In my work the word “fairness” (or lack thereof) comes up often in discussions. What is fairness, why is it so difficult, and why is it important? A quick trip to Dictionary.com produces the definition: ”Fair implies the treating of all sides alike, justly and equitably.” Well that doesn’t sound too unrealistic to achieve. However, when I read the following quotes on fairness—one from Eleanor Roosevelt, the other from Oscar Wilde—they do appear to have different perspectives on the concept of fairness and what it might look like it:
“It is not fair to ask of others what you are not willing to do yourself.” Eleanor Roosevelt
“One should always play fair when one has the winning cards.” Oscar Wilde
The funny thing about fairness is how it’s analogous to the saying “beauty is in the eye of the beholder.” What seems like fairness to one doesn’t necessarily pass muster for another. The obvious or blatant examples may get agreement, but it is in the micro-inequities of life that things become a little murkier.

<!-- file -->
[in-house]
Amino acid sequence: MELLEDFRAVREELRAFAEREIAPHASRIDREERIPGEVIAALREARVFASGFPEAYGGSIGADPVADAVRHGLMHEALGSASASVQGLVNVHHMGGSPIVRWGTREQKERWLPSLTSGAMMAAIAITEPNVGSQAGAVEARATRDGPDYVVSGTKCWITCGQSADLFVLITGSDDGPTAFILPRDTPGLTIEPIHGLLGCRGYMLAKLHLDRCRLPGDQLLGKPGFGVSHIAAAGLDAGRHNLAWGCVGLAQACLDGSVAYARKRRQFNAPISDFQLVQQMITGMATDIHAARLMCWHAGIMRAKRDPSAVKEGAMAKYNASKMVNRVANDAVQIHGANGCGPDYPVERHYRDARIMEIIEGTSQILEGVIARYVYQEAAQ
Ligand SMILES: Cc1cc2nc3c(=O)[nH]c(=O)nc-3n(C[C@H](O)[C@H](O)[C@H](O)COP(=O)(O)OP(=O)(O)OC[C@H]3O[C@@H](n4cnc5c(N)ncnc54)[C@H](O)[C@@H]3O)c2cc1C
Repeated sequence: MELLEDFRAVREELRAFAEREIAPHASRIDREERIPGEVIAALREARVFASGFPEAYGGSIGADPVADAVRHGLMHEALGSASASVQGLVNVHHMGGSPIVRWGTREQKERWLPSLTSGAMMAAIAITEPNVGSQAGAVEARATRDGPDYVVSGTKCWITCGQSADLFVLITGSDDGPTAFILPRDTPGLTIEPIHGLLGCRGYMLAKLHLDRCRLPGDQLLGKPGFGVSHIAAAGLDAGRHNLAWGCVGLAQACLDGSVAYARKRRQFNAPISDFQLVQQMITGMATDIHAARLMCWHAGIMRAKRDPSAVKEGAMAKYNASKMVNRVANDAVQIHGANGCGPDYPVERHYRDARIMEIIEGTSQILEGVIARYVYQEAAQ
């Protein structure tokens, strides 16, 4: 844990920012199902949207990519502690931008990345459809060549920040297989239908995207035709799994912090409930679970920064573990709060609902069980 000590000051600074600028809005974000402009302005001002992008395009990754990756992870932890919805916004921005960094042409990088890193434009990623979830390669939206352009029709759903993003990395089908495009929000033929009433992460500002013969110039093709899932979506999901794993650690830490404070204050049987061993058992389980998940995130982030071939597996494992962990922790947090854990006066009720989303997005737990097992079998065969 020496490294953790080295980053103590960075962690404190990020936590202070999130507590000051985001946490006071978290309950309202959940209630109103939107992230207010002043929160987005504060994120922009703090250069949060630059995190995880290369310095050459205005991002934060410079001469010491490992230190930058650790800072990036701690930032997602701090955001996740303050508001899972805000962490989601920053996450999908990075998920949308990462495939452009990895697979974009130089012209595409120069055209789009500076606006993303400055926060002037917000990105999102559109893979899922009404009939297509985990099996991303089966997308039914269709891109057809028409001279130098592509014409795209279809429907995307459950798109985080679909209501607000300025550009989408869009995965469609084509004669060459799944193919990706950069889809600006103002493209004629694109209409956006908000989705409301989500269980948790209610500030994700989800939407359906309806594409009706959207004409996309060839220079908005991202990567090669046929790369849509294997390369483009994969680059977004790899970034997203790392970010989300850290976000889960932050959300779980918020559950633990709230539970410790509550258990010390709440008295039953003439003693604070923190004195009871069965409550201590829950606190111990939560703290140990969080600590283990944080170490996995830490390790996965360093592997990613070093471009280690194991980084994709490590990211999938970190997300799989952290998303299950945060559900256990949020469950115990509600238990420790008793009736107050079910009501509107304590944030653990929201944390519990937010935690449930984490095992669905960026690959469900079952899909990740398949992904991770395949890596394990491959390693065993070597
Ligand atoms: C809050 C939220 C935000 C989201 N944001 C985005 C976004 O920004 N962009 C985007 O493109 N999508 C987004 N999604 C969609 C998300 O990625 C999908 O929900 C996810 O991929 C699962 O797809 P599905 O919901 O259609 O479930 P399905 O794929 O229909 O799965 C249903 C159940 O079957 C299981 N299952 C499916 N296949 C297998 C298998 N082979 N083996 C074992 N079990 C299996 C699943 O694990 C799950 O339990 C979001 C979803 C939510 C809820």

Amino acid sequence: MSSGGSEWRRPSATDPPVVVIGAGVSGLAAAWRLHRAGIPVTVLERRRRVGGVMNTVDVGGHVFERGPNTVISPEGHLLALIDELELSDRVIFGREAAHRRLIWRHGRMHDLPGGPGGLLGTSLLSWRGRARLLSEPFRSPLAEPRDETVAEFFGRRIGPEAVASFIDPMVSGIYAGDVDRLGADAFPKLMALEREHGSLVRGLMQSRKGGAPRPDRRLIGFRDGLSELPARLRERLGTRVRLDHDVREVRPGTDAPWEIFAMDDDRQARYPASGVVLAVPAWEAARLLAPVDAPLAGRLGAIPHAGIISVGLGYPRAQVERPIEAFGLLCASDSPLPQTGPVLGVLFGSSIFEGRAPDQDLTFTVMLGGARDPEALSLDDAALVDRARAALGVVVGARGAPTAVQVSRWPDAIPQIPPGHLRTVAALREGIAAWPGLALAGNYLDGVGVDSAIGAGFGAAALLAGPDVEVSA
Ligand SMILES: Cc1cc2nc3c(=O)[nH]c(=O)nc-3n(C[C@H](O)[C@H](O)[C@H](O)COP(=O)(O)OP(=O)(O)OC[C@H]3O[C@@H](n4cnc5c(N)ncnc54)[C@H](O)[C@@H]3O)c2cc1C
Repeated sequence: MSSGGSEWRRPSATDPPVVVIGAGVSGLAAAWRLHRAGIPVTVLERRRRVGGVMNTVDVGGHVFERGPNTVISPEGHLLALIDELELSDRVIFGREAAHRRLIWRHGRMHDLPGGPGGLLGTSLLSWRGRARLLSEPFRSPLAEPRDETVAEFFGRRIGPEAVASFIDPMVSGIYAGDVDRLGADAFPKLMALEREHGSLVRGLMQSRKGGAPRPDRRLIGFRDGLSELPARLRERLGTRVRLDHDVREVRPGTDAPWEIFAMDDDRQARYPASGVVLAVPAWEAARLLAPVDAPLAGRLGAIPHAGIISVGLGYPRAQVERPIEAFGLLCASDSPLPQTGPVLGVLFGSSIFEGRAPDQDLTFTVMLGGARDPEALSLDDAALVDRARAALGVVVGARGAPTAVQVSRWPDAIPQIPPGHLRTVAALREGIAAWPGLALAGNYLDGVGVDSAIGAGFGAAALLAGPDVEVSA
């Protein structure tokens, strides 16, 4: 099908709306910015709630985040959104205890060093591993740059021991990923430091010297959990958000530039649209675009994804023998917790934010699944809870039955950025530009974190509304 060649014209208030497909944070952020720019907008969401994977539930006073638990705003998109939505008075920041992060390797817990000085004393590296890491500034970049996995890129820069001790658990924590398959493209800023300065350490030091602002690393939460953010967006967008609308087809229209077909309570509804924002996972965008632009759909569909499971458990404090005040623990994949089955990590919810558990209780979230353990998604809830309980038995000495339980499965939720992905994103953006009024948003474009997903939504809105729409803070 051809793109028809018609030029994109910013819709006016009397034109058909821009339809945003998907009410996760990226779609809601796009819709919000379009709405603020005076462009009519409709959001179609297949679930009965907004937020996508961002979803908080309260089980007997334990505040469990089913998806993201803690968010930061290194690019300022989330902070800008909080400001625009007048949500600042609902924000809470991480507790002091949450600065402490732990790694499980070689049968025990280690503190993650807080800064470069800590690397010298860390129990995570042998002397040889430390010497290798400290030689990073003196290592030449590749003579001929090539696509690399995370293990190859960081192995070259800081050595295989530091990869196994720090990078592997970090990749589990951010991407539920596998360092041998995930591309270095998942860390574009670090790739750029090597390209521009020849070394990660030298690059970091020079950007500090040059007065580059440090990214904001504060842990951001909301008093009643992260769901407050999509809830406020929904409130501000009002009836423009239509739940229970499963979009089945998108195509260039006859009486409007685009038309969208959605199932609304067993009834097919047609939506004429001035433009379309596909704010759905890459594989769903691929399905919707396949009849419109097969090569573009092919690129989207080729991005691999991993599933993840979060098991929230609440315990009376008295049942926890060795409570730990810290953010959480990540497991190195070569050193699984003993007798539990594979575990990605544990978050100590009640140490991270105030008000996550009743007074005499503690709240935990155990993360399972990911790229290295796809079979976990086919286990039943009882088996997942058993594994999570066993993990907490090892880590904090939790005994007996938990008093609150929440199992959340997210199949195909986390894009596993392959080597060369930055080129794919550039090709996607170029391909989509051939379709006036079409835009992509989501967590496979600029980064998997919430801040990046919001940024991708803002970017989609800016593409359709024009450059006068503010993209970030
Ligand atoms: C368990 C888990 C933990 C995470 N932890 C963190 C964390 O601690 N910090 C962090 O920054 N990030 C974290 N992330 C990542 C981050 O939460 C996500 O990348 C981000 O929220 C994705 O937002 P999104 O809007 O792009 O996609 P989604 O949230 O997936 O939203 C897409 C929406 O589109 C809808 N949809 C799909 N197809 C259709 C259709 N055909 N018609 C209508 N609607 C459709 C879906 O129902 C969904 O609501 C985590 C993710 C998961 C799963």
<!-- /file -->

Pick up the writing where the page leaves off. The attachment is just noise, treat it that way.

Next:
So, is fairness situational? What factors dictate perceptions of fairness? Is it ethics or moral compass? Does it matter if I am the giver or receiver? Does it matter more how others around are behaving?
Bill Gates is quoted saying, “Life is not fair; get used to it.” Although I have never personally met the man I believe he like most people when asked would say that he would like to be perceived as a fair person. Moreover very few people I’ve encountered ever say they prefer to be treated unfairly when given the choice.
I believe fairness is an extremely important aspect of a civil and respectful society (and organization). According to organizational justice research, people are more satisfied with outcomes or results when they perceive that the process used was fair. This is true even when the outcome was less desirable, but the process was perceived as fair. While we cannot control people’s perception of fairness, there are things we can do that have been shown to contribute positively to perceptions of fairness. Tom Tyler has done extensive research on the topic of organizational justice. He suggests the following principles as critical factors of fair process:
- People have a voice (before decision is made)
- Understandable reasons
- Process is respectful
- Process is reasonably consistent
- Process is ethical